PETALING JAYA --- As the custodian of Malaysia’s Halal economy, Halal Development Corporation Berhad (HDC) today unveiled Malaysia’s performance within the Halal industry as it continues to spearhead the development of economic catalysts aimed at bolstering Malaysia’s positioning as the most competitive country within the global Halal sector.
According to its statement to the media, HDC’s Chief Executive Officer, Hairol Ariffein Sahari, spoke of the overall economic impact of the Halal industry, forecasted to contribute approximately 7.0 per cent for 2019 and 7.4 per cent to Malaysia’s GDP by the year 2020.
“Through increased consumer confidence, Malaysia registered a Halal export value of RM40.2 billion in 2019, a slight increase as compared to RM40.0 billion in the previous year, backed by higher imports from the Americas. In 2019, the Americas contributed an estimated RM4.0 billion of imports from Malaysia as compared to RM3.7 billion in 2018, displaying a year-on-year increase of 7.7%”.
HDC’s proprietary data sources and analysis for the year 2019 showcases the Asia-Pacific region as a major trading partner with a 67% (RM26.91 billion) share of Malaysian Halal imports, followed by Europe and the Americas at 12% (RM4.87 billion) and 10% (RM4.0 billion) respectively. “In terms of bilateral trade, China remains as the biggest importer for our Halal products (RM4.69 billion), followed by Singapore (RM4.54 billion), the United States of America (RM2.58 billion), Japan (RM2.35 billion) and Indonesia at RM2.06 billion, ” explained Hairol.
There were 1,876 Halal exporters in 2019 compared to 1,827 reported in 2018, representing a 2.7% increment in growth. A majority of Malaysian exports are represented by the Small and Medium Industries at 1,430 companies, slightly over 75% of the total size, and MNCs make up the balance of exporters.
“It was originally forecasted that by 2020, Malaysia’s annual Halal exports would reach an estimated RM50 billion. However, it has been a challenging start to the year as we face a global challenge on a Halal Development Corporation (HDC) monumental scale, considering the current volatility of oil prices and the COVID-19 crisis. Nevertheless, the Halal industry continues to show resilience due to its strong fundamentals, and we intend to further augment Malaysia’s market share through our strategic programmes amidst these challenges. We can still see that there is much headroom for growth, especially within the landscape of home-grown Malaysian exporters”, elaborated Hairol on the Malaysian Halal export industry.
HDC’s statistics showcase that in 2019, Halal Food and Beverages continued to retain its spot as the top contributor to the domestic Halal economy at RM22.05 billion. Halal Ingredients come in at second place with a contribution of RM12.64 billion, followed by Cosmetics and Personal Care at RM2.95 billion, Palm Oil Derivatives at RM1.26 billion, Industrial Chemicals at RM917.2 million and Halal Pharmaceuticals at RM400.9 million.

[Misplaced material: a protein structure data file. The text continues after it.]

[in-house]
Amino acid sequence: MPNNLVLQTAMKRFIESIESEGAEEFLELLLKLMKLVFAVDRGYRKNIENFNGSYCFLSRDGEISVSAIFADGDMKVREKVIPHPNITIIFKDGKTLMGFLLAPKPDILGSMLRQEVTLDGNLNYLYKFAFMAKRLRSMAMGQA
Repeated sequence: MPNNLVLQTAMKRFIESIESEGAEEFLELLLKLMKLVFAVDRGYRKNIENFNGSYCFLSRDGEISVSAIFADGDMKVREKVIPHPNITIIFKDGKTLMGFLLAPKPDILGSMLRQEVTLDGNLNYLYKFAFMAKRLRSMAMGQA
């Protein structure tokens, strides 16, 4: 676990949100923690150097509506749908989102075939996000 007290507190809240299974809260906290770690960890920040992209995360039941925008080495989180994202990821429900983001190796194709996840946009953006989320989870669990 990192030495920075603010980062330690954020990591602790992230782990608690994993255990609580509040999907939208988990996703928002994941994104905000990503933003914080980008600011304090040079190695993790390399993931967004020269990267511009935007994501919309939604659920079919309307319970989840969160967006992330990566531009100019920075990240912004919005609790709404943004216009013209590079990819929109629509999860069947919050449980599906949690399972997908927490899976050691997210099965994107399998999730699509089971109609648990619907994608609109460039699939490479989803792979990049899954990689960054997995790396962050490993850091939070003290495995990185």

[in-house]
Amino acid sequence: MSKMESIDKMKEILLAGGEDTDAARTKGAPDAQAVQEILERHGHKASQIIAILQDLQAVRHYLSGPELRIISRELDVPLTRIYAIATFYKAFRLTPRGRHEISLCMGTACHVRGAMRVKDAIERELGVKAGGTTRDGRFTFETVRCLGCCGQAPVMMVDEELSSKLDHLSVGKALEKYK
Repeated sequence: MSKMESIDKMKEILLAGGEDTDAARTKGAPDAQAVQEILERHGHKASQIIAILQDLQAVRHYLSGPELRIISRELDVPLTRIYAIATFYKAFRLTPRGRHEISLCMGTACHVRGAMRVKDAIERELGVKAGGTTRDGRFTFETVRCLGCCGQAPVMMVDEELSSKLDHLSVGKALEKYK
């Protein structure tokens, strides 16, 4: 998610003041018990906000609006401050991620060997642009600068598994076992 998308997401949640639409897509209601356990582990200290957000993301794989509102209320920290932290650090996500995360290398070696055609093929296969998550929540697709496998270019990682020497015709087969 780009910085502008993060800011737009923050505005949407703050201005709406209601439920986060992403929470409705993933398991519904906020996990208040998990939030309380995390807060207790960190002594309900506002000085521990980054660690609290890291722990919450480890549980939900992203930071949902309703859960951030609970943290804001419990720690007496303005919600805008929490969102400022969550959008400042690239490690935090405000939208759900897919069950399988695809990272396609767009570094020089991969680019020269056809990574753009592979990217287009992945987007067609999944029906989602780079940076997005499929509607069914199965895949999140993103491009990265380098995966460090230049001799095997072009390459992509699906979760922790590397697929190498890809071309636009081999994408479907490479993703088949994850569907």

In comparison, for 2018, Halal Food and Beverages recorded a RM20.0 billion export value with Halal Ingredients at RM14.5 billion, Cosmetics and Personal Care at RM3.0 billion, Palm Oil Derivatives at RM1.8 billion, and a combined contribution of Halal Pharmaceutical and Industrial Chemicals at RM400 million.
“While the process and verification of Halal products are of immense importance to protect the interest of consumers, HDC’s sentiment analysis reveals that the economic potential of the Halal industry was primarily responsible for galvanizing foreign and domestic investments, especially with regards to palm oil production”, according to Hairol. “A significant increase in prices of Malaysian crude palm oil per ton was one of the key factors for the Halal industry’s performance in 2019, as the industry experienced a market correction through an increase of over 20% as compared to 2018,” he said.
Hairol further explained, “the versatility of palm oil as a Halal ingredient for food and non-food products, as well as the Malaysian government’s commitment to the Malaysian Sustainable Palm Oil (MSPO) standards has generated significant global interest in palm oil derivative exports, making it a suitable component for Halal manufacturers”.
Investments in Halal Parks throughout Malaysia have resulted in a cumulative RM13.89 billion since 2011 and are expected to in excess of RM15 billion by 2020. As a consequence, businesses related to the Halal industry also have created more than 350,000 employment opportunities within this 9-year period.
As secretariat for Malaysia’s Halal Industry Development Council, HDC holds a critical role within the development of Malaysia’s Halal economy and is set to create linkages between Malaysia and the Halal ecosystems of other nations. Halal Development Corporation (HDC) Page 3 “We will connect Malaysia’s Halal ecosystem to the rest of the world, and expect these efforts to create opportunities for both industry players and parties within the ecosystem with a focus on commerce, investments, quality employment, and technology exchange,” Hairol added.
Copyright Press Releases 2020